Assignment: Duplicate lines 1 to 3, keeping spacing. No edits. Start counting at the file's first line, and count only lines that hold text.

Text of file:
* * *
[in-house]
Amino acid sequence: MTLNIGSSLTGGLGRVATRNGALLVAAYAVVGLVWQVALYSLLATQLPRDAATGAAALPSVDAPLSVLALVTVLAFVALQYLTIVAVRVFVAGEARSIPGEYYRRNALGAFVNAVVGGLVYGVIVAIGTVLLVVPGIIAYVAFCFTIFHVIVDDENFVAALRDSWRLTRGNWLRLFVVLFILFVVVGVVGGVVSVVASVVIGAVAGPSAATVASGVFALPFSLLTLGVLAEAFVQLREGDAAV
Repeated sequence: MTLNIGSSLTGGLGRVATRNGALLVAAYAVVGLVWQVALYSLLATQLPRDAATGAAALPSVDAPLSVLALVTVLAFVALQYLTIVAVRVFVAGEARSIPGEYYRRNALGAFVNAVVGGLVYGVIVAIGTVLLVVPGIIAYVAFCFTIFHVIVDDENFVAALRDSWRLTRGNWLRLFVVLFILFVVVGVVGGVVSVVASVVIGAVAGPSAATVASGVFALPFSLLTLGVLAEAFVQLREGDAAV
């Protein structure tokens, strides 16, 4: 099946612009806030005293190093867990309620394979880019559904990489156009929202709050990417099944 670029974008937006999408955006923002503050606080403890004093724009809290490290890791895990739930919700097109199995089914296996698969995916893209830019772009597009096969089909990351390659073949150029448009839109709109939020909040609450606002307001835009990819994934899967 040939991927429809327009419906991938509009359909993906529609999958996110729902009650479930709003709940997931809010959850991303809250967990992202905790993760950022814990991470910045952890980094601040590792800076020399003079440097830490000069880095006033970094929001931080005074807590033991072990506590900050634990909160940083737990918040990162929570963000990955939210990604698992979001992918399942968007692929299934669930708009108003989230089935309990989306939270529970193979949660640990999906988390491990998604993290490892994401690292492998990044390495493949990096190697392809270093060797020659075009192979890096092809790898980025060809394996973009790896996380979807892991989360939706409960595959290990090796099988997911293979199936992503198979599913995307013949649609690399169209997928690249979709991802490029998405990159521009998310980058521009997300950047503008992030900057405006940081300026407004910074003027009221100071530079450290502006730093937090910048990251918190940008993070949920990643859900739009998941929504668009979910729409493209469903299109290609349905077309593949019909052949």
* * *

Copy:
[in-house]
Amino acid sequence: MTLNIGSSLTGGLGRVATRNGALLVAAYAVVGLVWQVALYSLLATQLPRDAATGAAALPSVDAPLSVLALVTVLAFVALQYLTIVAVRVFVAGEARSIPGEYYRRNALGAFVNAVVGGLVYGVIVAIGTVLLVVPGIIAYVAFCFTIFHVIVDDENFVAALRDSWRLTRGNWLRLFVVLFILFVVVGVVGGVVSVVASVVIGAVAGPSAATVASGVFALPFSLLTLGVLAEAFVQLREGDAAV
Repeated sequence: MTLNIGSSLTGGLGRVATRNGALLVAAYAVVGLVWQVALYSLLATQLPRDAATGAAALPSVDAPLSVLALVTVLAFVALQYLTIVAVRVFVAGEARSIPGEYYRRNALGAFVNAVVGGLVYGVIVAIGTVLLVVPGIIAYVAFCFTIFHVIVDDENFVAALRDSWRLTRGNWLRLFVVLFILFVVVGVVGGVVSVVASVVIGAVAGPSAATVASGVFALPFSLLTLGVLAEAFVQLREGDAAV